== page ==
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EGO ME NOVA VIDERI DICERE INTELLIGO, CUM PER-
L O N D ON:
P R E F A CE.
HOWEVER men may differ
as to speculative points of Religion, JUSTICE is a rule of universal extent and invariable oblia gation. We acknowledge this important truth in all matters in which MAN is concerned, but then we limit it to our own species only. And though we are able to trace the most evident marks of the Creator's wisdom and goodness, in the formation and appointment of the various classes of Animals that are
inferior to Men, yet the consciousness of our own dignity and excellence is apt to suggest to us, that Man alone of all terrestrial Animals is the only proper object of Mercy and Compasion, because he is the most highly favored and distinguished. Misled with this prejudice in our own favor, we overlook some of the BRUTES *, as if they were meer Excrescencies of Nature, beneath our notice, and infinitely unworthy the care and cognisance of the Almighty; and we consider others of them, as made only for our service; and so long as we can apply them to
* In the ensuing treatise I use the word Brute as a general term for every creature inferior to Man, whether Beast, or Bird, or Fish, or Fly, or Worm.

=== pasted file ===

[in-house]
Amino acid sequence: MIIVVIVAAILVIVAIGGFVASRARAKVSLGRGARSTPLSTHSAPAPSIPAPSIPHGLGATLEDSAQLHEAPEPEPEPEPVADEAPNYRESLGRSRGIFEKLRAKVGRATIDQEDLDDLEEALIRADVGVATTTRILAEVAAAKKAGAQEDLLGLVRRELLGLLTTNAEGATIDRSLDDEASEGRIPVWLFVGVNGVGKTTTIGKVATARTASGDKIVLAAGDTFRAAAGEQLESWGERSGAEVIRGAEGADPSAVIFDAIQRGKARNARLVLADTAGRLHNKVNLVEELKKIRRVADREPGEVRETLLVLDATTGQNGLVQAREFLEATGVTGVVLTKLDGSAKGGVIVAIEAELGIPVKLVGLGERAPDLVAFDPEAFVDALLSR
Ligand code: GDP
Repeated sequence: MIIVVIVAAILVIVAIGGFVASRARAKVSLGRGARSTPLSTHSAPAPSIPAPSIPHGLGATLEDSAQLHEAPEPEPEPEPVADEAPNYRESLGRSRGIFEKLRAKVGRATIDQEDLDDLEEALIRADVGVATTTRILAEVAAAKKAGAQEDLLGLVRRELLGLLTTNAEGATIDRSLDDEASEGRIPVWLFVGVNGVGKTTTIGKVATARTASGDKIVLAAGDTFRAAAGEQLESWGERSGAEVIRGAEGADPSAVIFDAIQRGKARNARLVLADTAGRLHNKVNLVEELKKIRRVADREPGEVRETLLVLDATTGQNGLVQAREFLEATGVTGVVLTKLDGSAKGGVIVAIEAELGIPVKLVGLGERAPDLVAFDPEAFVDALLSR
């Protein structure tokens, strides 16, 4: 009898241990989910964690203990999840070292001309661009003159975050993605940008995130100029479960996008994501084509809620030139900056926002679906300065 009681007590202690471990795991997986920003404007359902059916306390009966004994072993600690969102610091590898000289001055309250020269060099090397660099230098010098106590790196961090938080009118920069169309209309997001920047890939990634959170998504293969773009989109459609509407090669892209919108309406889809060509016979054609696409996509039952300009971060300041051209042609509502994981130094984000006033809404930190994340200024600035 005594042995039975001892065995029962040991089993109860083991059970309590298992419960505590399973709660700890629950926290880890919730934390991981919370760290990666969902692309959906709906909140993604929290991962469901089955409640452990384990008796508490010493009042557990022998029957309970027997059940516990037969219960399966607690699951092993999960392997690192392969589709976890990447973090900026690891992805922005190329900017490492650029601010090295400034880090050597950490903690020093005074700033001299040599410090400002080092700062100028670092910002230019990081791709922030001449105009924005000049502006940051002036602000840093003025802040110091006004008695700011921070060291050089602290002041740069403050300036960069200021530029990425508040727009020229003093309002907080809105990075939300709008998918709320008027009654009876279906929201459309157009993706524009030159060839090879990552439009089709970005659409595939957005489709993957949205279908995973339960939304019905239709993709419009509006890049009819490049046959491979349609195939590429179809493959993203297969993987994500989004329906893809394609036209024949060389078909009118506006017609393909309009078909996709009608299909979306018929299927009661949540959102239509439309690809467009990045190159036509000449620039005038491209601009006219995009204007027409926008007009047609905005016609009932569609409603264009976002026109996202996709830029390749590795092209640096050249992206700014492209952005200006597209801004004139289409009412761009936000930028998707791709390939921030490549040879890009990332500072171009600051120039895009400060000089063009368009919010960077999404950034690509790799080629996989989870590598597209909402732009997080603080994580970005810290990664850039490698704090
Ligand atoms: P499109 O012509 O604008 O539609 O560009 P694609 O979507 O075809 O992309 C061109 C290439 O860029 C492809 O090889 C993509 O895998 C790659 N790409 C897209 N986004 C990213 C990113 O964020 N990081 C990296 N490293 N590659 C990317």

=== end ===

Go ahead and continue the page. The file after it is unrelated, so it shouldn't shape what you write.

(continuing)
our use, we are careless and indifferent as to their happiness or mifery, and can hardly bring ourselves to suppose that there is any kind of duty incumbent upon us toward them.
To rectify this mistaken notion is the defign of this treatise, in which I have endeavoured to prove, that as the Love and Mercy of God are over all bis works, from the highest rational to the lowest sensitive, our Love and Mercy are not to be confined within the circle of our own friends, acquaintance, and neighbours; nor limited to the inore enlarged sphere of human nature, to creatures of our own rank, shape, and capacity; but are to be extended to every obA 2